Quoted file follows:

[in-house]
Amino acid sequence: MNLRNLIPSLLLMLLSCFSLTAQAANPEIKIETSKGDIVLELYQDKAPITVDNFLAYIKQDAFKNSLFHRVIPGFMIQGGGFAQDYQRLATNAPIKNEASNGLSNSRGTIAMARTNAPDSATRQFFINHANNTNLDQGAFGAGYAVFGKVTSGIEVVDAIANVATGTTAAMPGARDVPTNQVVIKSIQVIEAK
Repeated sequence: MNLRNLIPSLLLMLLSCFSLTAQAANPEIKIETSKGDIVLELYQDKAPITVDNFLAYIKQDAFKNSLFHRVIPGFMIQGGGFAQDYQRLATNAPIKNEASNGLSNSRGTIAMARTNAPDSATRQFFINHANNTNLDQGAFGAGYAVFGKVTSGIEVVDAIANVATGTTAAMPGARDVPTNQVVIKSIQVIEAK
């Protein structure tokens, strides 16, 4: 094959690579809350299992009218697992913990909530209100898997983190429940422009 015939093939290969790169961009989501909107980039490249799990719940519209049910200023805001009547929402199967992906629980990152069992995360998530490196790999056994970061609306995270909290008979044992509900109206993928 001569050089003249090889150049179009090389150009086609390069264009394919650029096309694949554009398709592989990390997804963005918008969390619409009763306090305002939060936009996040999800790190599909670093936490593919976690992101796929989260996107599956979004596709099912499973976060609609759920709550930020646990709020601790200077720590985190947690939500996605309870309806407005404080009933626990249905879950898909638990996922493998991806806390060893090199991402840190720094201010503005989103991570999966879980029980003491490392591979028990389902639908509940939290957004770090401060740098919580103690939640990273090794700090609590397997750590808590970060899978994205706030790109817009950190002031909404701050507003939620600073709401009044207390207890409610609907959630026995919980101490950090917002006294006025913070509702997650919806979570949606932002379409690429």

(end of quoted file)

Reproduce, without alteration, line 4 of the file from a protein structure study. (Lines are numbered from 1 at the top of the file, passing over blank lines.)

């Protein structure tokens, strides 16, 4: 094959690579809350299992009218697992913990909530209100898997983190429940422009 015939093939290969790169961009989501909107980039490249799990719940519209049910200023805001009547929402199967992906629980990152069992995360998530490196790999056994970061609306995270909290008979044992509900109206993928 001569050089003249090889150049179009090389150009086609390069264009394919650029096309694949554009398709592989990390997804963005918008969390619409009763306090305002939060936009996040999800790190599909670093936490593919976690992101796929989260996107599956979004596709099912499973976060609609759920709550930020646990709020601790200077720590985190947690939500996605309870309806407005404080009933626990249905879950898909638990996922493998991806806390060893090199991402840190720094201010503005989103991570999966879980029980003491490392591979028990389902639908509940939290957004770090401060740098919580103690939640990273090794700090609590397997750590808590970060899978994205706030790109817009950190002031909404701050507003939620600073709401009044207390207890409610609907959630026995919980101490950090917002006294006025913070509702997650919806979570949606932002379409690429």